Anyone who has struggled with the idea of giving up alcohol, often says they struggled due to fear. What most people fear is not knowing what their alcohol withdrawal experience will be like. The truth is, each person going through alcohol withdrawal has a unique experience. It depends on how long they drank, how much they drank, and several other factors. Those who drank for a long time or drank a lot of alcohol regularly seem to have the most severe alcohol withdrawal symptoms. These symptoms can sometimes include hallucinations.
Let us start by making sure that you know that alcohol withdrawal is something you do not want to go through alone. Ideally, everyone who gives up drinking alcohol after even a slight addiction should do so under medical supervision. Typically, the hallucinations that some people experience are part of the reason why this is so necessary.
Not everyone will go through hallucinations after stopping alcohol. However, the ones that had the greatest exposure to alcohol often go through more severe withdrawals than those who did not drink as much. In most cases, the hallucinations that come from alcohol withdrawals are similar to DTs, or delirium tremens. This is when the body struggles in the earliest stages of stopping drinking so much to correct itself from the negative effects of alcohol that it experiences hallucinations. While DTs typically don’t show up for a few days, alcohol-induced hallucinations typically begin in under 24 hours from the last drink and subside in most people prior to when DTs would even be an option. Each person goes through different types, with only a small percentage of people experiencing all three.
What makes alcohol hallucinations unique is that the person is fully conscious and cannot differentiate between the hallucination and real life. Plus, they can even happen to someone who is still actively drinking. These hallucinations are almost always negative and fearful for the person struggling with them. They often feel as though their hallucinations are commanding them to do something they describe as bad. Having someone around to help in this situation can make going through the experience far less traumatic.
This is when someone hears something that is not there. Think of it as the voice in your head, but in this case, the voice is not your own. It may tell you that you need another drink, or it may tell you that the sky is purple. Some people going through auditory hallucinations may also hear music or hear something that seems as though it is coming from another room. Each person will hear something different, but outsiders will not be able to hear anything.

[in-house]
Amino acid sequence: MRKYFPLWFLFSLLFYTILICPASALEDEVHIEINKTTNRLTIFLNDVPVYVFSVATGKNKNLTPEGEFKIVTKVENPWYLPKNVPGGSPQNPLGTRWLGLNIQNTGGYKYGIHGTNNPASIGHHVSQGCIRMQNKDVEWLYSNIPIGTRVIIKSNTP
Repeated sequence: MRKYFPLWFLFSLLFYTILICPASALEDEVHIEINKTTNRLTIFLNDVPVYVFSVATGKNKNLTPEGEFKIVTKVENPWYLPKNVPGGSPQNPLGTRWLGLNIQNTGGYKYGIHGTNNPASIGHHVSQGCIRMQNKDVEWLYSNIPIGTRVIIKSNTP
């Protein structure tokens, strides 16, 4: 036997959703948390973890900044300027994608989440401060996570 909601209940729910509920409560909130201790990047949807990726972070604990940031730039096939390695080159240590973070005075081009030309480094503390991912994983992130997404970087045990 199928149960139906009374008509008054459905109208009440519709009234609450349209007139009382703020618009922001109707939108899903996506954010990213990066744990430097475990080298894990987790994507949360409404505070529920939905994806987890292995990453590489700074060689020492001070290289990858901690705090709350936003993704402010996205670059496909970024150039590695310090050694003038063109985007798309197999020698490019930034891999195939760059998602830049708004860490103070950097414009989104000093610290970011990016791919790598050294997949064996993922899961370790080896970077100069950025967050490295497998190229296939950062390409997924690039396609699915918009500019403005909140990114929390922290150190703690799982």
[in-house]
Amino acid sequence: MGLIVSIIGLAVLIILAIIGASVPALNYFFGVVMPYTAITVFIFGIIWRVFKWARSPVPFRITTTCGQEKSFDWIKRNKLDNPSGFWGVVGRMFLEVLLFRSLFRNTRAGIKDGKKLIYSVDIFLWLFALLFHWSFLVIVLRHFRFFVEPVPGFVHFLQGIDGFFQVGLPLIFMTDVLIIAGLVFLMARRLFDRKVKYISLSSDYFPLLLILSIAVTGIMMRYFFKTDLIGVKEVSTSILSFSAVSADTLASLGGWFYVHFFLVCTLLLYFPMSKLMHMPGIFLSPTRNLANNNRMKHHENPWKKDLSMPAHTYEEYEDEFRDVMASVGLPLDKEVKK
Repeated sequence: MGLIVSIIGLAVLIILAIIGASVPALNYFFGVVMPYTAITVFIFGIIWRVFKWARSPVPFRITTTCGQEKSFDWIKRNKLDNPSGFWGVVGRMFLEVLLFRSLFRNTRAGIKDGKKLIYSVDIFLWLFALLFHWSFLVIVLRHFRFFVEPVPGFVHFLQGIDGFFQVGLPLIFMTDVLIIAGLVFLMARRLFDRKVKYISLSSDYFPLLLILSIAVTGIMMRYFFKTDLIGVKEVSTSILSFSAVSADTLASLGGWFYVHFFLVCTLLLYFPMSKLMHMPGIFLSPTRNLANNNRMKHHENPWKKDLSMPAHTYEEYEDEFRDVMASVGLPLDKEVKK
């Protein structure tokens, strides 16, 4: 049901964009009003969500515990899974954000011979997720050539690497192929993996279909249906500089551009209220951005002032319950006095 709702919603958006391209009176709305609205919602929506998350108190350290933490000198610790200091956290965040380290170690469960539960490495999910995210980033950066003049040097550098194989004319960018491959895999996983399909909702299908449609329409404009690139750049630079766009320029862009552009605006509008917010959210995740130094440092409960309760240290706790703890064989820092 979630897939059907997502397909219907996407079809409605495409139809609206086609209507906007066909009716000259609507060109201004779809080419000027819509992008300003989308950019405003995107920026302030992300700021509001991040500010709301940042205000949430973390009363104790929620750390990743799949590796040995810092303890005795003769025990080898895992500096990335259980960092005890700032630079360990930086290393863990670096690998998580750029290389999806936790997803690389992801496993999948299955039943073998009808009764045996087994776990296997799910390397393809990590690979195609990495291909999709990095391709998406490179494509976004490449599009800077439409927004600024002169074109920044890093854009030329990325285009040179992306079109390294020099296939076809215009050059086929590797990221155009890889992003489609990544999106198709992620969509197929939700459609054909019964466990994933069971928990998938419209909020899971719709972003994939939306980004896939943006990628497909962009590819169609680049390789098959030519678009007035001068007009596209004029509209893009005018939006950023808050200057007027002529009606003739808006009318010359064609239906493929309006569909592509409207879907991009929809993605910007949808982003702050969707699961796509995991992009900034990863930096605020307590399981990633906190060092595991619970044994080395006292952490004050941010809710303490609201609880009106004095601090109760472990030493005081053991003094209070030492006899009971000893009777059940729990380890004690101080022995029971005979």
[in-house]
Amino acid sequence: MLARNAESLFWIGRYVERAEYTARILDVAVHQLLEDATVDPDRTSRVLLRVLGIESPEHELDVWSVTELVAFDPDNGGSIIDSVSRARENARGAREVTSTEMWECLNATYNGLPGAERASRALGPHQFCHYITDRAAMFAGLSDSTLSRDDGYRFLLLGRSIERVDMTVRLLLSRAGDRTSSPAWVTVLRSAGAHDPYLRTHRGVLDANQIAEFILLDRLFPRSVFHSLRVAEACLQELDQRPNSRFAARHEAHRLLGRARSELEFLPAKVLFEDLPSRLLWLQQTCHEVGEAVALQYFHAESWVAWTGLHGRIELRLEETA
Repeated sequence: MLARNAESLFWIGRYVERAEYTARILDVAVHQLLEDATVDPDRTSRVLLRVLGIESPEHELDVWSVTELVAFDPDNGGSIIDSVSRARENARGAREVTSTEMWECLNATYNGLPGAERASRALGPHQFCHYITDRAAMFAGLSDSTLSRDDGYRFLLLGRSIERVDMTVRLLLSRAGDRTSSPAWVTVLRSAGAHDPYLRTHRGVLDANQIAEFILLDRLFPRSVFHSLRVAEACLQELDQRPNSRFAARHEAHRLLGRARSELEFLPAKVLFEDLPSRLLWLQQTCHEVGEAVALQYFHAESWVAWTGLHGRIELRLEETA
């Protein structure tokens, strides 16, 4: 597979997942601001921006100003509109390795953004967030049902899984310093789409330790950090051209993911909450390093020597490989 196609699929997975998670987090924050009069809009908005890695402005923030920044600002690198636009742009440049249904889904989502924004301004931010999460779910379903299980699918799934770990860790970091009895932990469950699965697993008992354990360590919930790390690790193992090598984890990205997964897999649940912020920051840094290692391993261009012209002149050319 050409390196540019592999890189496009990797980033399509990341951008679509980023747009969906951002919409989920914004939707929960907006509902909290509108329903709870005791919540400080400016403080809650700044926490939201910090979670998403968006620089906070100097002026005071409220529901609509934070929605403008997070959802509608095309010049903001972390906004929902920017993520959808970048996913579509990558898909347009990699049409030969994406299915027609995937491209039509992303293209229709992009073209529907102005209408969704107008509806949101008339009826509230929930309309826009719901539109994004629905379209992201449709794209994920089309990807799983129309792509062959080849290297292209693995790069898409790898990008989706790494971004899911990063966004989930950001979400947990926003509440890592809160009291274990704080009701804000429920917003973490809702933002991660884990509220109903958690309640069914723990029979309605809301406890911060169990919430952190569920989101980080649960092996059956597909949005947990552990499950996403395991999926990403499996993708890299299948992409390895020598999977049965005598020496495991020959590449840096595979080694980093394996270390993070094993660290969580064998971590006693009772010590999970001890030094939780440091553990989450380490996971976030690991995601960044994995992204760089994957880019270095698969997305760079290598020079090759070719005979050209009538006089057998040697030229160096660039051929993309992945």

In this case, the person going through alcohol withdrawals sees things that no one else can see. This may be seeing something benign like walking through a park, or something more terrifying like walking through a horror movie. Most people have frightening visual hallucinations
To many people, tactile hallucinations are the worst ones to go through. There is very little that can be done to make them stop in most instances, other than trying to prevent them in the first place. A tactile hallucination is when you feel something that is not actually happening. This could be an itch that simply will not go away, feeling like a body part is numb, or a burning feeling. Many have talked about feeling something under their skin that would not go away when having a tactile hallucination.
In most instances, if a person struggles with a severe case of alcohol withdrawal hallucinations, medication will be the best option. Most physicians, alcohol detox facilities, and rehabs will turn to the medication family known as benzodiazepines since they can help the person’s body calm down. Some of the most common medications prescribed to treat these hallucinations include:
There are quite a few things that could lead to alcohol withdrawal hallucinations. Typically, most people experience them when they suddenly stop drinking alcohol. Your body becomes so accustomed to the alcohol being there, when you take it away it can revolt to some degree. If your body was accustomed to a large quantity of alcohol, the revolt will be harsher in most instances. To suddenly take away something your body believes it requires to sustain life can lead your body to break down. This can show up in the form of hallucinations or even alcohol-induced psychosis.
Being sick or sustaining a head injury while going through alcohol withdrawals could also result in hallucinations. However, those are typically easier to manage and go away on their own more quickly. If you do not eat enough while removing alcohol from your regimen, it can also trigger hallucinations. Thankfully, by eating proper quantities of food, many of these risks decrease.
Here at Compass Detox, we understand the risks associated with giving up alcohol. We understand that you may be reluctant to do so because of the fears you have. Instead of letting fear dictate your future, call on us for help. We know how to help manage your symptoms and guide you through the process of giving up alcohol and successfully adapting to a sober lifestyle. You can make it through the process, as we are here with you, every step of the way.